The Award Winning Solar Energy Foundation

The Solar Energy Foundation was recently selected as one of three Ashden prize winners. The Ashden prizes are awarded by a British environmental group to organizations (like SEF) that work at the grassroots level to improve the environment. Our Ethiopian director, Samson, flew to London to receive the award from Prince Charles. A big deal for our foundation, but an even bigger deal was that the prize carried a $30,000 windfall with it. I doubt I will get my cut, so the funds will likely go toward furthering our solar expansion in rural Ethiopia.

All foreigners in this country are called “farenji” by the Ethiopians. The etymology of this word is uncertain, but possibly comes from a permutation of English slang for a French person, “frenchie.” (Frenchie, Farenji…get it?) Especially rural Ethiopians have trouble distinguishing the ethnic background of one farenji from another. One guy asked me, “Are you Russian or Asian?” Somehow he picked up that I wasn’t African. I have walked down a village path and heard people behind me say loudly, “China.”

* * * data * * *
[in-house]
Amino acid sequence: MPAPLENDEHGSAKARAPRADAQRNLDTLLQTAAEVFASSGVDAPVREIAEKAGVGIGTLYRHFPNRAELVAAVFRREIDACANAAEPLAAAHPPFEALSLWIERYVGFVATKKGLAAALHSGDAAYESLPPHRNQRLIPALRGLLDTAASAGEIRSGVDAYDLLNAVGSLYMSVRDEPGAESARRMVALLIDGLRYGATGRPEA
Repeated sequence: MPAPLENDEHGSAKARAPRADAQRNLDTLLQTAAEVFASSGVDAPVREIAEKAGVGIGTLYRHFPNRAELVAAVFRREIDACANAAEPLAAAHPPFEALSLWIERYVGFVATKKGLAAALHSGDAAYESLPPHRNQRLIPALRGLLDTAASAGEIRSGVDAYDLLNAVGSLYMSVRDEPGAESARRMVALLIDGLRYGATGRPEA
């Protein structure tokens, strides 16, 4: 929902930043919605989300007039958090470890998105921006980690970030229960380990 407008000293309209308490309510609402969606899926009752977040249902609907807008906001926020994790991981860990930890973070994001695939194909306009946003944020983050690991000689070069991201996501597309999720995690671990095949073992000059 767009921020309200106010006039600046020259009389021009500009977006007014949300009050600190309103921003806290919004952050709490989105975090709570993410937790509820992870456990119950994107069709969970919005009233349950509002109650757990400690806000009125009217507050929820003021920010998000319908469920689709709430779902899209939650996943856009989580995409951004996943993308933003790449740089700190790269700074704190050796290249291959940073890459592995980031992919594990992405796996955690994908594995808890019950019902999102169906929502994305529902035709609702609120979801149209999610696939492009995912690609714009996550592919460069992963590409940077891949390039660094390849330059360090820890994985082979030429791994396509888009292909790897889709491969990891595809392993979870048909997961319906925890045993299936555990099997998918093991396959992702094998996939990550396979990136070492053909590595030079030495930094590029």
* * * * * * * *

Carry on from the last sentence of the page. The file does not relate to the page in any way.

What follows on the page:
In fact there are a lot of Chinese workers in Ethiopia, many in highway construction. These highways are a gift from the Chinese government. But there are many ex-pat Chinese in business jobs as well. In fact, at times I see nearly as many Chinese as I do Caucasian foreigners.

Fresh juice is available year round; the flavor depends on what is in season. Now I am enjoying a choice of orange, papaya, mango, and guava. Either straight up or blended, all for about one buck. But the real seasonal treat is avocado juice. Now if you puree an avocado you basically get guacamole – – a bit too thick to drink. So they dilute the pureed avocado with some water, bottled I hope, and then add a touch of sugar, otherwise it might still taste like guacamole. Try it at home, quite a refreshing way to drink your vegetable. And I suspect it goes well with tacos.

Depending on the route I choose for my morning jog, I will pass some combination of the following educational institutions: University for Peace, Miracle Health College, Good News Youth Academy, Future Generation Hope School, the School of the Future, and the somewhat redundantly titled, City University College. So many opportunities for learning…and if we could just get the truant shoeshine boys to attend one of these institutions, they – – and Ethiopia – – would be the better for it. On my route are both the Light of Today School and the School for Tomorrow. The later is evidently the one that the shoeshine boys plan to attend – – someday. The Community Development Center, despite its high sounding name, is actually a bar. I also pass the “Freind ship Pub.” Apparently too much time in the pub and not enough time in school.

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